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Korea Blog: Routledge’s New Handbook of Contemporary South Korea

I began living in and writing about Korea, an endeavor in which I’ve now been engaged for years, with practically no academic preparation. After graduating university, I audited a few lectures on Korean popular culture, then tried to take community-college Korean 101, which ended up cancelled for lack of enrollment. Later, after moving to Los Angeles, I signed up for language courses at the Korean Cultural Center on Wilshire Boulevard. They formed a pyramid, the top being a modestly sized “advanced” level (though many of us could barely string a sentence together) and the bottom an introductory level popular enough to spread across multiple classrooms. Of the throng of beginners there, a large proportion seemed to have come to the language through love of Korean pop music and television dramas. Whatever our individual motivations, all of eagerly partook of the offerings of South Korea’s newly ascendant cultural empire.

Yet this empire isn’t quite as new as it seems. The Korean Cultural Center, Los Angeles opened in 1980, as Keimyung University professor Seon Jung Kim notes in an academic paper on overseas Korean language education, and today there are 41 such centers in eighteen countries. That paper appears in the new Routledge Handbook of Contemporary South Korea, edited by Sojin Lim and Niki J.P. Alsford. Following previous Routledge “handbooks” on modern Korean history, Korean culture and society, Korean politics and public administration, and contemporary North Korea, it collects articles on the various aspects of the Republic of Korea studied by its contributors. As in most academic anthologies, these selections read as if included for their suitability as assigned reading in an undergraduate course — or rather courses, given the range from “Historical Development of Judicial Independence in South Korea” to “The South Korean Literary Field and Its Recent Evolution.”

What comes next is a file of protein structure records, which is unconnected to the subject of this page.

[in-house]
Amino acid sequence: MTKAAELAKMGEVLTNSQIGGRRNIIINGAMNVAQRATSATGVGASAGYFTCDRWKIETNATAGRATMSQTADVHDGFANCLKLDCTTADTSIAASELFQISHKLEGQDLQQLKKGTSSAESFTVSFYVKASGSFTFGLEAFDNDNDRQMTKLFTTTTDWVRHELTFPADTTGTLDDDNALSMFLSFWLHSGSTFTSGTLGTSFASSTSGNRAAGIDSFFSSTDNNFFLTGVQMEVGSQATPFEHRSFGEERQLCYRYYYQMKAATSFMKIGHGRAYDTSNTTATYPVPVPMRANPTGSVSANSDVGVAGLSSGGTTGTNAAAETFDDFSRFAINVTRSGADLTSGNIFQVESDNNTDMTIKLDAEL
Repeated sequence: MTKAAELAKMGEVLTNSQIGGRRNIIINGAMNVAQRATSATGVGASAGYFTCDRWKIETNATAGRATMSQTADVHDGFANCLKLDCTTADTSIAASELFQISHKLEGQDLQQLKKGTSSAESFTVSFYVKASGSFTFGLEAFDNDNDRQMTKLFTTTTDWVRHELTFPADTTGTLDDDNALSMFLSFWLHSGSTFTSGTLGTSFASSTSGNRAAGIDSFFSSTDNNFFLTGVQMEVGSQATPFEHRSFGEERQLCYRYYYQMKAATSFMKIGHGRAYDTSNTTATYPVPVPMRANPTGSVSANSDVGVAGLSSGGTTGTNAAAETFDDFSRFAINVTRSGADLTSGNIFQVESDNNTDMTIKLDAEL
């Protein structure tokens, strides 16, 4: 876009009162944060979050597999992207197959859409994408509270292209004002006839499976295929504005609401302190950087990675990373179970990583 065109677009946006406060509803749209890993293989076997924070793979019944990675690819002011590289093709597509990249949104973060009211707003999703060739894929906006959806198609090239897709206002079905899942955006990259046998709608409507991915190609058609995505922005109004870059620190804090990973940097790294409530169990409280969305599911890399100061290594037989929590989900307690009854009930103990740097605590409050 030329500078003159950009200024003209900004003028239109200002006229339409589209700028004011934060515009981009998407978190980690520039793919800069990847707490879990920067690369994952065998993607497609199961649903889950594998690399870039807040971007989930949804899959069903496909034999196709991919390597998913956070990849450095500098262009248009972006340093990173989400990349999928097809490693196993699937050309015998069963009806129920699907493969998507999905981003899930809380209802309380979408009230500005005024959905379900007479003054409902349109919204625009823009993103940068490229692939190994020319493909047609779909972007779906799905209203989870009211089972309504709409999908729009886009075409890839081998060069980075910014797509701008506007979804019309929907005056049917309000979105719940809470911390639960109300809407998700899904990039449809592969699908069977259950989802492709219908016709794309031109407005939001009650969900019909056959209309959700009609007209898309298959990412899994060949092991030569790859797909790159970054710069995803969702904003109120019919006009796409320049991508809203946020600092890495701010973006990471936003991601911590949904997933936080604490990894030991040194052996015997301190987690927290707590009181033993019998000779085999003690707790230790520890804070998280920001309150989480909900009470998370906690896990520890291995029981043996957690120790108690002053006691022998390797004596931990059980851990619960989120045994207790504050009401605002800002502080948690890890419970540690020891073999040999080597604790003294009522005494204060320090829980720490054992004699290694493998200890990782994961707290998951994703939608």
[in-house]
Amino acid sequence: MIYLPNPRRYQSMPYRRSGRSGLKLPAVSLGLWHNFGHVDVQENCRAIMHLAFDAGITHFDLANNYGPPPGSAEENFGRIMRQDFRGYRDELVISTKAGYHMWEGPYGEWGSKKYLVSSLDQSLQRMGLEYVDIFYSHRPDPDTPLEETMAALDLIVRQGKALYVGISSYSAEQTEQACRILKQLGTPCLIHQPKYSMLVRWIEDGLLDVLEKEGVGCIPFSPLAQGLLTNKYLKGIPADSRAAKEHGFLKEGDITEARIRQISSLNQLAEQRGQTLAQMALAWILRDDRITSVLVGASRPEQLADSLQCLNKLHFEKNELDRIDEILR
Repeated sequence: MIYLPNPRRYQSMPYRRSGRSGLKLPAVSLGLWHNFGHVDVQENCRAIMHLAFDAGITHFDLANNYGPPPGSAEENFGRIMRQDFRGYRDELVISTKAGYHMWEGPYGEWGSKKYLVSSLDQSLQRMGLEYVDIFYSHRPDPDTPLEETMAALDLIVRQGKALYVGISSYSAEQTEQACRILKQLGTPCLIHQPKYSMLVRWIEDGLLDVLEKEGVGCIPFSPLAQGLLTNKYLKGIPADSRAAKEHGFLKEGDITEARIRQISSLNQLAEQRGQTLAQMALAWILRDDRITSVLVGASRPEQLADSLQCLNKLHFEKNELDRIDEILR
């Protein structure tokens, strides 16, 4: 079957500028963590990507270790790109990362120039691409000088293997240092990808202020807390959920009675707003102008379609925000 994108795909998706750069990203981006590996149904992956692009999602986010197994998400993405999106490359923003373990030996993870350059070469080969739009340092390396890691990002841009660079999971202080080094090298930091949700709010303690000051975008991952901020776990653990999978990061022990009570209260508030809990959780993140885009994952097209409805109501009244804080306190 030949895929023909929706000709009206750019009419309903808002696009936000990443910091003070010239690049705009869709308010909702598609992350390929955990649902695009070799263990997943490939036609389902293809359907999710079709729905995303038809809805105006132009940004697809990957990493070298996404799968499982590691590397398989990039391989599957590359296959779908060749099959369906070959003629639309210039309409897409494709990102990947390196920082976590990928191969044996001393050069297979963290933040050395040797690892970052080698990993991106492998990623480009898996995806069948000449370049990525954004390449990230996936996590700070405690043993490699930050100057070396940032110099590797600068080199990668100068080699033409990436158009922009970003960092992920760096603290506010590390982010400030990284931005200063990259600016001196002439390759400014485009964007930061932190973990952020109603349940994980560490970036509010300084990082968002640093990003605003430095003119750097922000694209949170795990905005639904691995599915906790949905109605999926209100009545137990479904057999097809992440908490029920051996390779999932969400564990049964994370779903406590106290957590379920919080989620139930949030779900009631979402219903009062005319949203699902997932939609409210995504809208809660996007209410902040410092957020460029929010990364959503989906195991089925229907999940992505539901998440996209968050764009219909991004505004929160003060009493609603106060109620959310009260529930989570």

Only a small minority of this book’s purchasers will thus read it as I did, from cover to cover. Doing so may not yield a clear single narrative of South Korea, but it does — despite the frequent changes of author, focus, and prose style, about which more later — yield a coherent image of South Korea. Here we have a modern nation that spent the early part of its life in hopeless-looking poverty: more than one contributor cites its GNP of the early 1960s, which was comparable to the that of Ghana or the Democratic Republic of the Congo. But over the two or three decades thereafter, factors including shrewd use of aid and loans (primarily from the United States and former colonizer Japan) as well as even shrewder industrial policy turned it into one of the economic champions of Asia. Today, South Korea’s economy is the world’s 11th largest.

Read the whole thing at the Los Angeles Review of Books.